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HighPoint Law Blog

Tuesday, April 25, 2017

Plan for your Adult Special Needs Child and Your Retirement

We see clients every day that are thinking about retirement. But for parents of special needs children, the advancements in medical science that allow for greater longevity for those with special needs also creates a planning issue. Parents of special needs children need to think about long-term planning for their child as a part of their retirement planning.

In my experience, here are five things you should know when planning for a special needs child:

  1. Plan for two lifetimes: your retirement and your special needs child’s lifetime. You’re not just planning for your retirement. You’ll need to plan for your child’s needs as they age too.
  2. Do everything you can to ensure your special needs child is eligible for benefits. The biggest thing you can do to ensure your child has access to the care they need in future is to ensure they are eligible for benefits now and won’t lose their eligibility. Leaving an inheritance outright to a special needs beneficiary can jeopardize eligibility for benefits.
  3. Trust planning is probably your best bet. You probably won’t want to just give the assets to your children without special needs and assume they’ll provide for the special needs child. While it might seem like a good solution now, life changes and it could be a burden in the future or cause estate planning problems for your children.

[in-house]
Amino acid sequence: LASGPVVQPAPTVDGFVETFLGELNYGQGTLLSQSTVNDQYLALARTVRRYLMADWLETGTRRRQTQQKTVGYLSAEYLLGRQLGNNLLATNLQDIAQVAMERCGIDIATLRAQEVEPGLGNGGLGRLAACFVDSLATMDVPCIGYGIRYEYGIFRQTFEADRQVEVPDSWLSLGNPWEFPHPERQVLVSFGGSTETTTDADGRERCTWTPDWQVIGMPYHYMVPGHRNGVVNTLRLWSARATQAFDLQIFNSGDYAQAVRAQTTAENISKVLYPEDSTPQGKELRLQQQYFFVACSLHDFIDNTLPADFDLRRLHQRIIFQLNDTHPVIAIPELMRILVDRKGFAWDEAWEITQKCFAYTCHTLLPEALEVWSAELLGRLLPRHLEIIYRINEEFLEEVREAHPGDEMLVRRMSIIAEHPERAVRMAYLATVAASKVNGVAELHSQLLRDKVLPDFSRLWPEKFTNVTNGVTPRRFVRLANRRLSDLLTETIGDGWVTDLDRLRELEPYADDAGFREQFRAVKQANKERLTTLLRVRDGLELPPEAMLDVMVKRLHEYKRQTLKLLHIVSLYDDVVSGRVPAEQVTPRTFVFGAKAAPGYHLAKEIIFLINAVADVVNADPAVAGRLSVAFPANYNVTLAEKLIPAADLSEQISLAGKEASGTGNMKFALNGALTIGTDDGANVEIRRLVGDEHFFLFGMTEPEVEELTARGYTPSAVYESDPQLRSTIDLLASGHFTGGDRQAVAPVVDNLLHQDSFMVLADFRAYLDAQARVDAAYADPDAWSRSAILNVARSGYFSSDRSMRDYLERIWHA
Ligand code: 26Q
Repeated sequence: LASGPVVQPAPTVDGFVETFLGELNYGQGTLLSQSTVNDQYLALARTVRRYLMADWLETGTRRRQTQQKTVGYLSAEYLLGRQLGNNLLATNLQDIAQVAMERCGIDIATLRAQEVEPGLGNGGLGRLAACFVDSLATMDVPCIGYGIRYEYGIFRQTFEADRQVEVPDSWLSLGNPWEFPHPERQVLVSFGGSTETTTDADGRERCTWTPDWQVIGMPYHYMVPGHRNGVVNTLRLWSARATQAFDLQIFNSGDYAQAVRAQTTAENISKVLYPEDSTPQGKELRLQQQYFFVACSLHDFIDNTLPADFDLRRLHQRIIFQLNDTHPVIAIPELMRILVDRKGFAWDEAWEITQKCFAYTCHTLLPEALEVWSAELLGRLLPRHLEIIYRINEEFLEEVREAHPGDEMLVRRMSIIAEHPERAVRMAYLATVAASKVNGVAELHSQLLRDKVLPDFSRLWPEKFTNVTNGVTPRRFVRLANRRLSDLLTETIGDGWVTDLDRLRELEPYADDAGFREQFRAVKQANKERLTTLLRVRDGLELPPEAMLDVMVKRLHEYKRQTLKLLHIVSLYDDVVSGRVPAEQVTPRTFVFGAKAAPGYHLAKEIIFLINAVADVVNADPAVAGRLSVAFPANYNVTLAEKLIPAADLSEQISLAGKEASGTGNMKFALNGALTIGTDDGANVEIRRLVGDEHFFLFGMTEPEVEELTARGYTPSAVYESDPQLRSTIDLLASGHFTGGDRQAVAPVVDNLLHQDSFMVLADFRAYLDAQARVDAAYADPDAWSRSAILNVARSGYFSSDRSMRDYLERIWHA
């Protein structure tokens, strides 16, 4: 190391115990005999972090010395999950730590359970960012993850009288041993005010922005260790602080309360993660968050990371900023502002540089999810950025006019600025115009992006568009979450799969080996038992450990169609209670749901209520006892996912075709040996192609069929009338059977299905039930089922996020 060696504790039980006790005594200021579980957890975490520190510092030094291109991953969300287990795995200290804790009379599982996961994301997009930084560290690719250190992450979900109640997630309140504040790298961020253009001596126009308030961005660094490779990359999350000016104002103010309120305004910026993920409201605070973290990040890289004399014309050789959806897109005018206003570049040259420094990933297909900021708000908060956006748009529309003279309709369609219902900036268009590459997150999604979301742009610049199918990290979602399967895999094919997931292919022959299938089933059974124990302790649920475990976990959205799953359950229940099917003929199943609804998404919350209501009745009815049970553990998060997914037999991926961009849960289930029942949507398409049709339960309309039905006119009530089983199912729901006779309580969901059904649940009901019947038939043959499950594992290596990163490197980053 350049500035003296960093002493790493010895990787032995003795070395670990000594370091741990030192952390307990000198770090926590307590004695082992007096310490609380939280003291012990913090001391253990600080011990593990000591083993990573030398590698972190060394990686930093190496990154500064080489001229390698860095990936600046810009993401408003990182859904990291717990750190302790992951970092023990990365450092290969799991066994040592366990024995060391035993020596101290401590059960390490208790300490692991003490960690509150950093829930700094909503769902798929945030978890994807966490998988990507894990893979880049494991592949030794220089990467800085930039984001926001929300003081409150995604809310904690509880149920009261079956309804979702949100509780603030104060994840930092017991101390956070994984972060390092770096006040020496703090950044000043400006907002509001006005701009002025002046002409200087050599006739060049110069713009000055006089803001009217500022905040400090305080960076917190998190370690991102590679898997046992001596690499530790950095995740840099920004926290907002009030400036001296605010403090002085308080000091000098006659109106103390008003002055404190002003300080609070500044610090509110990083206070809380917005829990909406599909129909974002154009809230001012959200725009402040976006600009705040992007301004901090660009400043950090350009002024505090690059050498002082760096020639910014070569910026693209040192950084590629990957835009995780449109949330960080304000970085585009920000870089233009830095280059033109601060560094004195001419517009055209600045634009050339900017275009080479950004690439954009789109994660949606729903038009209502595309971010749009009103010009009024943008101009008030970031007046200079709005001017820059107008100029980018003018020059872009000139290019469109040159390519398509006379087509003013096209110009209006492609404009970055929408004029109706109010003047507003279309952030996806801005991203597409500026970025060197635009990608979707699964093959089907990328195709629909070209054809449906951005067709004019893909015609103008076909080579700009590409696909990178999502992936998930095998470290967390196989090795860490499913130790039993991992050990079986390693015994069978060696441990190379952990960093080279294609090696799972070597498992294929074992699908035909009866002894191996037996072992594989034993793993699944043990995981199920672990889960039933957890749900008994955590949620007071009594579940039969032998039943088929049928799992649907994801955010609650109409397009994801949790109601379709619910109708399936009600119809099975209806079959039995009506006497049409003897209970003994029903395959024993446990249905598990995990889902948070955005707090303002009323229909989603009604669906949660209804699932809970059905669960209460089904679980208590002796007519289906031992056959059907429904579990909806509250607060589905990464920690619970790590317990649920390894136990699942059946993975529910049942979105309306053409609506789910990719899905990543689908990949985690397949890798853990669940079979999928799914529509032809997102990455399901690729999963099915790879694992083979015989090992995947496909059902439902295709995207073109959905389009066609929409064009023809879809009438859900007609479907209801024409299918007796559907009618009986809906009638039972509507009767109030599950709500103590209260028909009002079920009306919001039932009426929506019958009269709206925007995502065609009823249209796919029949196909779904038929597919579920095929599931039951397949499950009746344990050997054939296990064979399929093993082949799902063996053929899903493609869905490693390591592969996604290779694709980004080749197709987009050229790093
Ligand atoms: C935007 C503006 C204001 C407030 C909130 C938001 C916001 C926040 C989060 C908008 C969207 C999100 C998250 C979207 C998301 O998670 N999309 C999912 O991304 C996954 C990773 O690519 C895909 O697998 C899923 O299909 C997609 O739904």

4. The sooner you start thinking about housing, the better. After a parent passes, the special needs adult needs proper housing. Finding a place in advance and moving any special needs children out of the house before you experience a decline can help dramatically in the long term.
  5. Get connected to organizations and support groups. Establish relationships with associations who will help you advocate for and support your child. Organizations can connect you with family support groups and long-term planning. Some have employees who regularly visit or call to check in on clients, as well as help them find recreational activities and jobs to pursue.

While this is a simple overview, planning for a special needs beneficiary can be a complex decision-making process. It’s best to get advice from your financial and estate planning professionals to take an in-depth look at how to best address your child’s needs. For more information on this and other special needs topics, explore our website and contact us to schedule your consultation today!

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